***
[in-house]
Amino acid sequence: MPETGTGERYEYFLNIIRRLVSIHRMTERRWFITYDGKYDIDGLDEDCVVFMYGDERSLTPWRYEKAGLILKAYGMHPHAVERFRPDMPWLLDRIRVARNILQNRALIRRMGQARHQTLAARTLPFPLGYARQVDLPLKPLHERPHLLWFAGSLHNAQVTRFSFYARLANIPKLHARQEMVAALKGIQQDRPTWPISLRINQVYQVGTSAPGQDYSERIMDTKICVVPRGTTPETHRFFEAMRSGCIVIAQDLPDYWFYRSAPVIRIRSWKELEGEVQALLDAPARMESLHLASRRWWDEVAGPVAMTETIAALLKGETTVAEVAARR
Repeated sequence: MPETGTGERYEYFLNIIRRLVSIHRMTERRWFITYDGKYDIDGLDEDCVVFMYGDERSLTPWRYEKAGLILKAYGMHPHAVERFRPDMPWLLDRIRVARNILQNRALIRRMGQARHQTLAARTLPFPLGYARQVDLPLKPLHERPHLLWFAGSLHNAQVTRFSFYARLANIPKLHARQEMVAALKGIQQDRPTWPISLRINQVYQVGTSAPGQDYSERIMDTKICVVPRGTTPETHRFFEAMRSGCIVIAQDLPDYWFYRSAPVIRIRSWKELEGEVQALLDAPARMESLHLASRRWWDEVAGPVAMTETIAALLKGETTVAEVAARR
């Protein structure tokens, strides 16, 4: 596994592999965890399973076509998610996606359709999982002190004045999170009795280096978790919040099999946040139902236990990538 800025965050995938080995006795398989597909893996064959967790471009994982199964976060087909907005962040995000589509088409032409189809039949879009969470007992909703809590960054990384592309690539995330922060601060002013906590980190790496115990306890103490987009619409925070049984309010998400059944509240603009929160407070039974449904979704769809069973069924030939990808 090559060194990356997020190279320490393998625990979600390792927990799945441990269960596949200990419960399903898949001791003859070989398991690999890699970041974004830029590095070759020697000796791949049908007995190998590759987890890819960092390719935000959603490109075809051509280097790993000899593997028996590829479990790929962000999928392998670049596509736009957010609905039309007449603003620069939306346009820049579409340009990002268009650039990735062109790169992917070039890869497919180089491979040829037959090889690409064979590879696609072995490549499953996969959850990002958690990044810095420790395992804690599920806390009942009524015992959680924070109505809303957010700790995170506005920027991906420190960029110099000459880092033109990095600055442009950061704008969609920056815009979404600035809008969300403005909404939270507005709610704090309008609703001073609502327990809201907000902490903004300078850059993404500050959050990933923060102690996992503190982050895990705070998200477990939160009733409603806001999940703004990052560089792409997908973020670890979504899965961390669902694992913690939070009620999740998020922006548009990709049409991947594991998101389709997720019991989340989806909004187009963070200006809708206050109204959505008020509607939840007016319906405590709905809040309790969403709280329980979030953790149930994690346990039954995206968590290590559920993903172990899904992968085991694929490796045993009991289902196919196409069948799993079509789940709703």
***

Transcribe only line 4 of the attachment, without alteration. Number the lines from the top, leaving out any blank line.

């Protein structure tokens, strides 16, 4: 596994592999965890399973076509998610996606359709999982002190004045999170009795280096978790919040099999946040139902236990990538 800025965050995938080995006795398989597909893996064959967790471009994982199964976060087909907005962040995000589509088409032409189809039949879009969470007992909703809590960054990384592309690539995330922060601060002013906590980190790496115990306890103490987009619409925070049984309010998400059944509240603009929160407070039974449904979704769809069973069924030939990808 090559060194990356997020190279320490393998625990979600390792927990799945441990269960596949200990419960399903898949001791003859070989398991690999890699970041974004830029590095070759020697000796791949049908007995190998590759987890890819960092390719935000959603490109075809051509280097790993000899593997028996590829479990790929962000999928392998670049596509736009957010609905039309007449603003620069939306346009820049579409340009990002268009650039990735062109790169992917070039890869497919180089491979040829037959090889690409064979590879696609072995490549499953996969959850990002958690990044810095420790395992804690599920806390009942009524015992959680924070109505809303957010700790995170506005920027991906420190960029110099000459880092033109990095600055442009950061704008969609920056815009979404600035809008969300403005909404939270507005709610704090309008609703001073609502327990809201907000902490903004300078850059993404500050959050990933923060102690996992503190982050895990705070998200477990939160009733409603806001999940703004990052560089792409997908973020670890979504899965961390669902694992913690939070009620999740998020922006548009990709049409991947594991998101389709997720019991989340989806909004187009963070200006809708206050109204959505008020509607939840007016319906405590709905809040309790969403709280329980979030953790149930994690346990039954995206968590290590559920993903172990899904992968085991694929490796045993009991289902196919196409069948799993079509789940709703």